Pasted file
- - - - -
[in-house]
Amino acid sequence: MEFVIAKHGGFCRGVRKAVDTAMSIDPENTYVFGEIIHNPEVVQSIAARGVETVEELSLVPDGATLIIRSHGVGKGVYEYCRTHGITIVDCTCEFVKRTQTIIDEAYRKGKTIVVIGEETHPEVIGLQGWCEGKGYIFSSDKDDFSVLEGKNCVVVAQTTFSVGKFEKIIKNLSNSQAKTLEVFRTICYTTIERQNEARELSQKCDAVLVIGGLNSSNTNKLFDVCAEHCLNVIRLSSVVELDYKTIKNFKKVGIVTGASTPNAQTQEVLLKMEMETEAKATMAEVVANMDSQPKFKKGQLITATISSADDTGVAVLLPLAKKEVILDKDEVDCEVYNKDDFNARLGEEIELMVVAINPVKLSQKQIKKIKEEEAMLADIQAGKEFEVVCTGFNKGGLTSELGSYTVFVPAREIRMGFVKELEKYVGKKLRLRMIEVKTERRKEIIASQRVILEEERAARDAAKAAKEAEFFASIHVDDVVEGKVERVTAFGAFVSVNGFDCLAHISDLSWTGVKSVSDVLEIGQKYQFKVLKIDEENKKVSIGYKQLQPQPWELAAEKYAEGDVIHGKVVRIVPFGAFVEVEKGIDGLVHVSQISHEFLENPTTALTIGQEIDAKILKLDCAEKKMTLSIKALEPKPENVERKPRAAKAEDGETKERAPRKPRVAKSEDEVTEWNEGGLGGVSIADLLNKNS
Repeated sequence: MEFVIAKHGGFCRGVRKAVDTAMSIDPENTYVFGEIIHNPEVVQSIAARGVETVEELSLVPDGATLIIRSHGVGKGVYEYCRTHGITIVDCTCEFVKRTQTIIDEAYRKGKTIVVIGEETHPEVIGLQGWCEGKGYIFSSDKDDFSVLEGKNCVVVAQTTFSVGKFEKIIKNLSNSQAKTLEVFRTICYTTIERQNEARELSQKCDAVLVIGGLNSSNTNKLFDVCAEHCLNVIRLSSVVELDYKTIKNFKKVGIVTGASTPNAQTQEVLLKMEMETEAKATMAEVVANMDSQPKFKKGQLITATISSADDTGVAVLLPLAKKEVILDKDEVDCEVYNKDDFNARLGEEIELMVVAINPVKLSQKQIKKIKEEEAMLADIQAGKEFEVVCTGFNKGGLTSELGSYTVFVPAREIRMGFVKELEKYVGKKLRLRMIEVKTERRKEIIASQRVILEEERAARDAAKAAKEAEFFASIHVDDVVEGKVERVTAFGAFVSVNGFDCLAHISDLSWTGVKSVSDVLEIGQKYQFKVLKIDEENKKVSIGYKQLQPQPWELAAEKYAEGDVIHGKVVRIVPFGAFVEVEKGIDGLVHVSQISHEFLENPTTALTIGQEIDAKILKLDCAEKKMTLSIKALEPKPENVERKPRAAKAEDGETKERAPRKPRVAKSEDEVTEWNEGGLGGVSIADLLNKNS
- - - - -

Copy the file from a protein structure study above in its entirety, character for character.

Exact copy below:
[in-house]
Amino acid sequence: MEFVIAKHGGFCRGVRKAVDTAMSIDPENTYVFGEIIHNPEVVQSIAARGVETVEELSLVPDGATLIIRSHGVGKGVYEYCRTHGITIVDCTCEFVKRTQTIIDEAYRKGKTIVVIGEETHPEVIGLQGWCEGKGYIFSSDKDDFSVLEGKNCVVVAQTTFSVGKFEKIIKNLSNSQAKTLEVFRTICYTTIERQNEARELSQKCDAVLVIGGLNSSNTNKLFDVCAEHCLNVIRLSSVVELDYKTIKNFKKVGIVTGASTPNAQTQEVLLKMEMETEAKATMAEVVANMDSQPKFKKGQLITATISSADDTGVAVLLPLAKKEVILDKDEVDCEVYNKDDFNARLGEEIELMVVAINPVKLSQKQIKKIKEEEAMLADIQAGKEFEVVCTGFNKGGLTSELGSYTVFVPAREIRMGFVKELEKYVGKKLRLRMIEVKTERRKEIIASQRVILEEERAARDAAKAAKEAEFFASIHVDDVVEGKVERVTAFGAFVSVNGFDCLAHISDLSWTGVKSVSDVLEIGQKYQFKVLKIDEENKKVSIGYKQLQPQPWELAAEKYAEGDVIHGKVVRIVPFGAFVEVEKGIDGLVHVSQISHEFLENPTTALTIGQEIDAKILKLDCAEKKMTLSIKALEPKPENVERKPRAAKAEDGETKERAPRKPRVAKSEDEVTEWNEGGLGGVSIADLLNKNS
Repeated sequence: MEFVIAKHGGFCRGVRKAVDTAMSIDPENTYVFGEIIHNPEVVQSIAARGVETVEELSLVPDGATLIIRSHGVGKGVYEYCRTHGITIVDCTCEFVKRTQTIIDEAYRKGKTIVVIGEETHPEVIGLQGWCEGKGYIFSSDKDDFSVLEGKNCVVVAQTTFSVGKFEKIIKNLSNSQAKTLEVFRTICYTTIERQNEARELSQKCDAVLVIGGLNSSNTNKLFDVCAEHCLNVIRLSSVVELDYKTIKNFKKVGIVTGASTPNAQTQEVLLKMEMETEAKATMAEVVANMDSQPKFKKGQLITATISSADDTGVAVLLPLAKKEVILDKDEVDCEVYNKDDFNARLGEEIELMVVAINPVKLSQKQIKKIKEEEAMLADIQAGKEFEVVCTGFNKGGLTSELGSYTVFVPAREIRMGFVKELEKYVGKKLRLRMIEVKTERRKEIIASQRVILEEERAARDAAKAAKEAEFFASIHVDDVVEGKVERVTAFGAFVSVNGFDCLAHISDLSWTGVKSVSDVLEIGQKYQFKVLKIDEENKKVSIGYKQLQPQPWELAAEKYAEGDVIHGKVVRIVPFGAFVEVEKGIDGLVHVSQISHEFLENPTTALTIGQEIDAKILKLDCAEKKMTLSIKALEPKPENVERKPRAAKAEDGETKERAPRKPRVAKSEDEVTEWNEGGLGGVSIADLLNKNS